But secular peace is not the only kind, nor is it the most important. When in the Gospel According to John Christ says to His Apostles:

     Peace I leave with you, my peace I give unto you: not as the world giveth, give I unto you. Let not your heart be troubled, neither let it be afraid. [John 14:27]

     ...clearly He is not speaking of “peace” as the diplomats mean it (“a state of tension falling short of actual armed conflict”), but of peace of the mind, heart, and soul. Moreover, it should be clear that the only agency capable of depriving us of that peace is ourselves.

     The prevailing tendency to train oneself, or to flog others, to perpetual haste forecloses access to that sort of peace. It might be the worst of the superficially non-violent things any man has ever done, whether to another or to himself.

     This is not an absolute or unconditional broadside against haste per se. Rather, it’s an exhortation to pace: the appropriate pace for the matter at hand. If haste is genuinely justified – by your judgment, no one else’s! – then make haste, but be aware of both the necessity, the reason for it, and the expiration thereof. At other times and in other circumstances, languidness or even stillness will serve you better. You’ll enjoy life more and will probably live longer. You’ll be more pleasant company as well.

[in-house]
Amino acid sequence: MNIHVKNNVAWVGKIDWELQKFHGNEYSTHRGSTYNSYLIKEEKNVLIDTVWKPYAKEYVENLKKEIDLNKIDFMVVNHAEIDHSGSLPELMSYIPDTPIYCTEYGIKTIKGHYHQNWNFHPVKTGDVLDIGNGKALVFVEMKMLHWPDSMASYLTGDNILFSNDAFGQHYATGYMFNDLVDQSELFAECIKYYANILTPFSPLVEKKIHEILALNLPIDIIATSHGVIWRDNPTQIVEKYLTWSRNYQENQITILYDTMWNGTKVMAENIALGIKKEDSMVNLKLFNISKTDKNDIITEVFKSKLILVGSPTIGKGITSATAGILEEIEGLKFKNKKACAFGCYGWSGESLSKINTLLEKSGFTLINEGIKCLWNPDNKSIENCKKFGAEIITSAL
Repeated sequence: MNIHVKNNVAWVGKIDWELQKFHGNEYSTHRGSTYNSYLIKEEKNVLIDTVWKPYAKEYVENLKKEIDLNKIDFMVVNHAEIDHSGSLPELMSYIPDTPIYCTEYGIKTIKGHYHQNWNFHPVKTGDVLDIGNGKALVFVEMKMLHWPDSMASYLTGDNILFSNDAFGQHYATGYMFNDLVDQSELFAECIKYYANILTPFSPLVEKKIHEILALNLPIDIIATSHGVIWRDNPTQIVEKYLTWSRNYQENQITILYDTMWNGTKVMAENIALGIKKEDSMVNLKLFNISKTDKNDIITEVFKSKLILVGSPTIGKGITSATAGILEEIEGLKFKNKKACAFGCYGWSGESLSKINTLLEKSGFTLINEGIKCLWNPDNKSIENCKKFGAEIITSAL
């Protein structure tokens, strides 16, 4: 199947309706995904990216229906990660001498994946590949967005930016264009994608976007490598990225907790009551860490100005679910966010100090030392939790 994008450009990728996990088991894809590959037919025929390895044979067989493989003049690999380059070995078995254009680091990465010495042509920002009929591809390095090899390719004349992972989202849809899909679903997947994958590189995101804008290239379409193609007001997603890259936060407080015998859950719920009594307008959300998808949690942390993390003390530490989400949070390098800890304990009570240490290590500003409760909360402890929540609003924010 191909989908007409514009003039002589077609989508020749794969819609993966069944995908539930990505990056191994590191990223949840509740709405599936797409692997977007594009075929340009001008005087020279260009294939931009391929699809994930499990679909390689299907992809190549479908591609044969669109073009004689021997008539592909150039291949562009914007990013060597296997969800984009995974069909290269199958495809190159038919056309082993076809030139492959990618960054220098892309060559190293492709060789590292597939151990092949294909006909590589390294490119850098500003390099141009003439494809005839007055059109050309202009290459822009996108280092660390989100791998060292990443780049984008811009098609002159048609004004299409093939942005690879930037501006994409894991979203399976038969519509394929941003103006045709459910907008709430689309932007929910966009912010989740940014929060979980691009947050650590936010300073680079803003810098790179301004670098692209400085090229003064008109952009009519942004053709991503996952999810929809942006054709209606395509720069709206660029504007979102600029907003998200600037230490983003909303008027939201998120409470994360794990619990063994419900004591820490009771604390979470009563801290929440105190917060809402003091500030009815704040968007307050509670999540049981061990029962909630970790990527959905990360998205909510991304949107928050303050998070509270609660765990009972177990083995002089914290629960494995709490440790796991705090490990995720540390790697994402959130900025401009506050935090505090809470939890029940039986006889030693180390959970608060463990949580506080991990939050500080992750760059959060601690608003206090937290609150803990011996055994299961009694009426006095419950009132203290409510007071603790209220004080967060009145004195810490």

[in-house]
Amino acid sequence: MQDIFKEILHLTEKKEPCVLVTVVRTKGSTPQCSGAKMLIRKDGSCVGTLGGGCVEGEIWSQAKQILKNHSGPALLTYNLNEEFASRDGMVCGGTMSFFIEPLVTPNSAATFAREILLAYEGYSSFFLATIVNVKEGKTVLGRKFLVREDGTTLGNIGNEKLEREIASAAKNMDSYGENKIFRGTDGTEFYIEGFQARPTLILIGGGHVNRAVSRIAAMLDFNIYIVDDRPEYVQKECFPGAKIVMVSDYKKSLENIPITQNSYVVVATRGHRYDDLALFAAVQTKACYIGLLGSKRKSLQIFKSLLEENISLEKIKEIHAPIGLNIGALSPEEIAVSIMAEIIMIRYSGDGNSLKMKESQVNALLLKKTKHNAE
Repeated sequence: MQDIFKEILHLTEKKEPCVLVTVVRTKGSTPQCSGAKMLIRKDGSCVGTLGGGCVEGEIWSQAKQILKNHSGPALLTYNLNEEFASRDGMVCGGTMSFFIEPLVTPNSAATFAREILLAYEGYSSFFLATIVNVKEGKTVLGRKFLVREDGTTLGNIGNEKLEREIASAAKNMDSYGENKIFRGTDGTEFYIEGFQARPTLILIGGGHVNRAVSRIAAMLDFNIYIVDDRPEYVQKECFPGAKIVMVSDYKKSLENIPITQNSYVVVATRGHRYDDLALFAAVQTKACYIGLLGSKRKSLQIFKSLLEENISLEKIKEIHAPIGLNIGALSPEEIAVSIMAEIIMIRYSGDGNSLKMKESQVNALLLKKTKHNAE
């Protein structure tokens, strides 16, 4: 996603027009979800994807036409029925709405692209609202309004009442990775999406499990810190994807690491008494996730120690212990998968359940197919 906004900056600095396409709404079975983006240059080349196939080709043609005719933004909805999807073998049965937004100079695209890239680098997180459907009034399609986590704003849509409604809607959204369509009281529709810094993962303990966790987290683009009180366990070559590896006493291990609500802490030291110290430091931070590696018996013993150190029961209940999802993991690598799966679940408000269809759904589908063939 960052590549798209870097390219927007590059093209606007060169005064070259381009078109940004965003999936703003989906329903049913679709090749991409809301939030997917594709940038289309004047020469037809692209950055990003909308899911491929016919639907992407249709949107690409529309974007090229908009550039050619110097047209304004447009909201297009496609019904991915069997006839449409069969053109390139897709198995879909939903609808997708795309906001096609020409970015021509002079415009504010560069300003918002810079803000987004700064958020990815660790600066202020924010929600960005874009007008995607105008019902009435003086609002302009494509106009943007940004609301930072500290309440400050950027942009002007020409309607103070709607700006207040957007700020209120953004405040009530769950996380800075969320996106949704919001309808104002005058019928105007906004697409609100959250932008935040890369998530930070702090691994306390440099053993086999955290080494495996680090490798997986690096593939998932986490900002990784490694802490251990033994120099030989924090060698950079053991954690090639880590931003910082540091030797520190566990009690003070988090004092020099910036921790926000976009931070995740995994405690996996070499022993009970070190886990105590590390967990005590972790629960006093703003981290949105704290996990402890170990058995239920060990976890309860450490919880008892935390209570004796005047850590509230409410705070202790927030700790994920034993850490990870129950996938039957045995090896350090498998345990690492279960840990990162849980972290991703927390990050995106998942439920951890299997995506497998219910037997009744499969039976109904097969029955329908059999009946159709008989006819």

No matter your age or your station in life, if you have the sort of penchant for perpetual haste from which I suffer, this might prove to be the most important thing you’ll ever read. Don’t let not being able to see the finish line deter you from starting. Don’t let a need to see the finish line drive you to unnecessary, destructive haste. Perhaps most important of all, don’t take any guff from anyone else about your choices in such matters. It’s the sort of advice I wish someone had given to me when I was younger and could really profit from it.

     To those who are otherwise inclined – and especially to those who think they can profit by accelerating others! – I commend the late J. G. Ballard’s short story “Chronopolis,” about a society in which the pendulum has swung radically in the opposite direction and timepieces of the sort we use have been outlawed. Note in particular this snippet thereof:

     “Why is it against the law to have a clock?”
     Stacey tossed a piece of chalk from one hand to the other.
     “Is it against the law?”
     Conrad nodded. “There’s an old notice in the police station offering a bounty of one hundred pounds for every clock or wristwatch brought in. I saw it yesterday. The sergeant said it was still in force.”